Updated 04:18 PM EST, Mon, Nov 23, 2020

Former Argentine President Carlos Menem Jailed for Embezzlement & Illegal Payments

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A local court sentenced former Argentine President Carlos Menem to four and a half years of imprisonment for embezzlement charges.

The official judicial news agency said on Tuesday that aside from embezzlement, the local court also sentenced former Economy Minister Domingo Cavallo to three years and six months for his involvement in illegal payments to employees, ABC News reported. These payments were reportedly authorized by Menem during his 1989-1999 presidency.

According to investigators, Menem and Cavallo had roles in a scheme to overpay staffers and later split the sum among all of those who participated, ABC News added. The overpayments were for security and intelligence expenditures.

In addition, the court also sentenced former Justice Minister Raul Granillo Ocampo to three years and three months of imprisonment, while former Environment Secretariat Maria Julia Alsogaray was absolved, the news outlet further reported. She is slapped with other corruption charges as well and is currently under house arrest.

Alsogaray admitted in another trial that she and other cabinet members received illegal bonuses while in office, teleSUR wrote. The indictment stated that the bonuses were paid to ministers from security and national defense reserves and were given out in cash with the absence of governmental oversight.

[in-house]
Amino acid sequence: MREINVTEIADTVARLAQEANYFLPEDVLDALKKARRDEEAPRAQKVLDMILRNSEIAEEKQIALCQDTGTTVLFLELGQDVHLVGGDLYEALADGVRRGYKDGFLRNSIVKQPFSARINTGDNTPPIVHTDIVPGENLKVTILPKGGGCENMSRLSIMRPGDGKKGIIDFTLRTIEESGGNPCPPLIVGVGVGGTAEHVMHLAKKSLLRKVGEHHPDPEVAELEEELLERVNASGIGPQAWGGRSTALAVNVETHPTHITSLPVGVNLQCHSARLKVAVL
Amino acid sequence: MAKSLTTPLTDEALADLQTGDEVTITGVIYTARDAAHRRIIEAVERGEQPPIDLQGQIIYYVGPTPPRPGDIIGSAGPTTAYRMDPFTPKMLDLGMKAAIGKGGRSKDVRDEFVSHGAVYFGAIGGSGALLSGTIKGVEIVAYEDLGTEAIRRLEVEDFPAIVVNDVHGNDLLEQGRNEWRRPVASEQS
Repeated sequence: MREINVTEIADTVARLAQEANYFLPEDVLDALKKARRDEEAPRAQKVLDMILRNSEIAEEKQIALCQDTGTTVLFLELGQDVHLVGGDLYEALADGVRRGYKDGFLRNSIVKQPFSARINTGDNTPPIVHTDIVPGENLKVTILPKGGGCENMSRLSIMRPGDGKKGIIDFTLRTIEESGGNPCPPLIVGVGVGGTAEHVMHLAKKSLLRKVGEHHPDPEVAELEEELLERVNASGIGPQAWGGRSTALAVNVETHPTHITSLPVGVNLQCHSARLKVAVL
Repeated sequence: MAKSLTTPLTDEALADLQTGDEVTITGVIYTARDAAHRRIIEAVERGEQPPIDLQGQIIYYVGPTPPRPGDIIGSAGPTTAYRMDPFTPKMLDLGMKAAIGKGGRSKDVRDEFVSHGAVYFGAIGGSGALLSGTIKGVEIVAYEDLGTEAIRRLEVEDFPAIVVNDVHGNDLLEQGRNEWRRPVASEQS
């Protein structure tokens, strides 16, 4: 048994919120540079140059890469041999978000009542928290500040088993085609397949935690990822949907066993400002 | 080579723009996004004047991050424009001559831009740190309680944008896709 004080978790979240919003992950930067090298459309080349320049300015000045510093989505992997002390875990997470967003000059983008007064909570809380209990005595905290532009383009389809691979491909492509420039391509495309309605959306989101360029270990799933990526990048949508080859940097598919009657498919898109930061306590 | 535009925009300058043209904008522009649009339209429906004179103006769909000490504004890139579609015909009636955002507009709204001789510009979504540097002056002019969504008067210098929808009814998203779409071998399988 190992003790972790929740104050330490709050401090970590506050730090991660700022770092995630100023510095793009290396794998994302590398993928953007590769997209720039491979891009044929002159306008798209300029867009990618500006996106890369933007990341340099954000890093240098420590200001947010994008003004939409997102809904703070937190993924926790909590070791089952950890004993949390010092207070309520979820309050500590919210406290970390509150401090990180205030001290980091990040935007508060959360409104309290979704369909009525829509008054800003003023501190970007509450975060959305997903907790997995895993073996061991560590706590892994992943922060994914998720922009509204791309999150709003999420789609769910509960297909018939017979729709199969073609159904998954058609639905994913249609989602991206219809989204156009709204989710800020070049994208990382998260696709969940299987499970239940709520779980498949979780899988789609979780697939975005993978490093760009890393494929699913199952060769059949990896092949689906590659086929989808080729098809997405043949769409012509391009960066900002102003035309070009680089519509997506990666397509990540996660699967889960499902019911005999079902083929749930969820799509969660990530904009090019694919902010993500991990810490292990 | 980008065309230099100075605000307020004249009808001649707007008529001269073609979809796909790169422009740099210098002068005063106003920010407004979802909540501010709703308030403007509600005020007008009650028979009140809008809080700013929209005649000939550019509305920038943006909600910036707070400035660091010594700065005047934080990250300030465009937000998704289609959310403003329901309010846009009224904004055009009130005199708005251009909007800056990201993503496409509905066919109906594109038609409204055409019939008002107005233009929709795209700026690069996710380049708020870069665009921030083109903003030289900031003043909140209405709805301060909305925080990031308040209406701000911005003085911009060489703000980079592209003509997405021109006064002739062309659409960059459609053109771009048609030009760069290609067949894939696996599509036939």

Menem is currently serving as a senator in La Rioja province, where he was born. ABC News noted that his position as a lawmaker protects him from imprisonment. The 85-year-old former president didn't attend the court proceedings citing health issues.

Menem stays free even with the seven-year sentence he got in June 2013, which came after he was convicted of smuggling weapons while he was serving as president to Croatia and Ecuador, a time when both countries were under international embargos, ABC News wrote. He has appealed the sentence and has been granted a parliamentary immunity that can only be retracted by the Senate.

Earlier this year, Menem refused to testify in a separate trial in which he was accused of disrupting the investigation into Argentina's worst attack of terrorism in 1994, a bombing assault which killed 85 people at a Jewish community center in Buenos Aires, the news outlet added.

Yahoo! News reported that Menem was popular among Argentines in the past for leading the country through a period of fast economic growth in the 1990s. But his fame dropped as his chief economic policies fell apart after his presidency, concluding in a 2001 crisis that resulted to street riots.

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